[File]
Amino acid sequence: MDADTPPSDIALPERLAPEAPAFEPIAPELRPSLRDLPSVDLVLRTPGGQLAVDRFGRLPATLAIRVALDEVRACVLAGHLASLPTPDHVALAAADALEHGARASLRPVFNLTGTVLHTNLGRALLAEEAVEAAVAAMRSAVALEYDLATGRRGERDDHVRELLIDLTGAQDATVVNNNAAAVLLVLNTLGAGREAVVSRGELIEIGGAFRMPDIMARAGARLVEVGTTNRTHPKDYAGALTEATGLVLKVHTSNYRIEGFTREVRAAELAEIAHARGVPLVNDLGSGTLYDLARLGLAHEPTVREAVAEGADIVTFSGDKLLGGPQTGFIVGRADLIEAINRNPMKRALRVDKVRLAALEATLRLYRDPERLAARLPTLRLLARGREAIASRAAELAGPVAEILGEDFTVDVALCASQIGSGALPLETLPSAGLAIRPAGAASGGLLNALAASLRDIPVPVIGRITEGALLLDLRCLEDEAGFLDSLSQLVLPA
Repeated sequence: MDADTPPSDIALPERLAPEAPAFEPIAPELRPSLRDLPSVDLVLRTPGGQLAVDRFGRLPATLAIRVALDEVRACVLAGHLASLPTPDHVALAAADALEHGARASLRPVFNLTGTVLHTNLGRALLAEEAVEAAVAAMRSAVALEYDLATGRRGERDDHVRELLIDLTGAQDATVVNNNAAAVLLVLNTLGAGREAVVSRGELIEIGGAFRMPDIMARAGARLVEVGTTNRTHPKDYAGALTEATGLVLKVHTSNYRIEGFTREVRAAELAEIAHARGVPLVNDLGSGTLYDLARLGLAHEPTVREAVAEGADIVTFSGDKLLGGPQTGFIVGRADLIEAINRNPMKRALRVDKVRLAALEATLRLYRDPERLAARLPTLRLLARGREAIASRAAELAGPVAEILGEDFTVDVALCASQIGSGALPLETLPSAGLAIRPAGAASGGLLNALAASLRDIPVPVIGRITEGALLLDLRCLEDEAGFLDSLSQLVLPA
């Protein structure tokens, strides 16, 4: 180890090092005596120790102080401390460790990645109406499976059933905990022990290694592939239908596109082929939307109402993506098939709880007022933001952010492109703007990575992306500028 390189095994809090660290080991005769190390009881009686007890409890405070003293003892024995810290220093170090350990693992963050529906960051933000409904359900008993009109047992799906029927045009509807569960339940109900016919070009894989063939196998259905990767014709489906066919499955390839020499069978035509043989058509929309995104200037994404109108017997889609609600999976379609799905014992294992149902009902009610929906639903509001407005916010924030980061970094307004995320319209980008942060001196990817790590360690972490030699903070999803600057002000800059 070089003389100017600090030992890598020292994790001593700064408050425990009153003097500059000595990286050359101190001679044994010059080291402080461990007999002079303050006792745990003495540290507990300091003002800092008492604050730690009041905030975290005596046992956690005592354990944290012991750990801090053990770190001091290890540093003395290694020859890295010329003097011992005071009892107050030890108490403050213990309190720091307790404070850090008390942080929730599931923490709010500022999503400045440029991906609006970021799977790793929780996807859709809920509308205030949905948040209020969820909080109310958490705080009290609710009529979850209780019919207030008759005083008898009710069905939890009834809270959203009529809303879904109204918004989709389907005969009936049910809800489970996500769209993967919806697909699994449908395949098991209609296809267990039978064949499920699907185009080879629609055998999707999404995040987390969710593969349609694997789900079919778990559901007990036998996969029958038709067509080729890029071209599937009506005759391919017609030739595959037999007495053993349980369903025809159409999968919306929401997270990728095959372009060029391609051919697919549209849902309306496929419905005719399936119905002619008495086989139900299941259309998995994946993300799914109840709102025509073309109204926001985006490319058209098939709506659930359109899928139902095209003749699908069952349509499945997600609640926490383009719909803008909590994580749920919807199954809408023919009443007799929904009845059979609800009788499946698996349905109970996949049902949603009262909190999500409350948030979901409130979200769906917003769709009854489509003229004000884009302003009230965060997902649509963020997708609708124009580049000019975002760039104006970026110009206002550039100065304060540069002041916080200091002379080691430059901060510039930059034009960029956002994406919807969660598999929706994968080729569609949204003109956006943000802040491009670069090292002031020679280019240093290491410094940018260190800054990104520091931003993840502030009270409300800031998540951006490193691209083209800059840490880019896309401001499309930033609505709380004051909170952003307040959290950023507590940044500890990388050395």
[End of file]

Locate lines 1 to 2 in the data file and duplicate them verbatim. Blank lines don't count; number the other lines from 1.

Amino acid sequence: MDADTPPSDIALPERLAPEAPAFEPIAPELRPSLRDLPSVDLVLRTPGGQLAVDRFGRLPATLAIRVALDEVRACVLAGHLASLPTPDHVALAAADALEHGARASLRPVFNLTGTVLHTNLGRALLAEEAVEAAVAAMRSAVALEYDLATGRRGERDDHVRELLIDLTGAQDATVVNNNAAAVLLVLNTLGAGREAVVSRGELIEIGGAFRMPDIMARAGARLVEVGTTNRTHPKDYAGALTEATGLVLKVHTSNYRIEGFTREVRAAELAEIAHARGVPLVNDLGSGTLYDLARLGLAHEPTVREAVAEGADIVTFSGDKLLGGPQTGFIVGRADLIEAINRNPMKRALRVDKVRLAALEATLRLYRDPERLAARLPTLRLLARGREAIASRAAELAGPVAEILGEDFTVDVALCASQIGSGALPLETLPSAGLAIRPAGAASGGLLNALAASLRDIPVPVIGRITEGALLLDLRCLEDEAGFLDSLSQLVLPA
Repeated sequence: MDADTPPSDIALPERLAPEAPAFEPIAPELRPSLRDLPSVDLVLRTPGGQLAVDRFGRLPATLAIRVALDEVRACVLAGHLASLPTPDHVALAAADALEHGARASLRPVFNLTGTVLHTNLGRALLAEEAVEAAVAAMRSAVALEYDLATGRRGERDDHVRELLIDLTGAQDATVVNNNAAAVLLVLNTLGAGREAVVSRGELIEIGGAFRMPDIMARAGARLVEVGTTNRTHPKDYAGALTEATGLVLKVHTSNYRIEGFTREVRAAELAEIAHARGVPLVNDLGSGTLYDLARLGLAHEPTVREAVAEGADIVTFSGDKLLGGPQTGFIVGRADLIEAINRNPMKRALRVDKVRLAALEATLRLYRDPERLAARLPTLRLLARGREAIASRAAELAGPVAEILGEDFTVDVALCASQIGSGALPLETLPSAGLAIRPAGAASGGLLNALAASLRDIPVPVIGRITEGALLLDLRCLEDEAGFLDSLSQLVLPA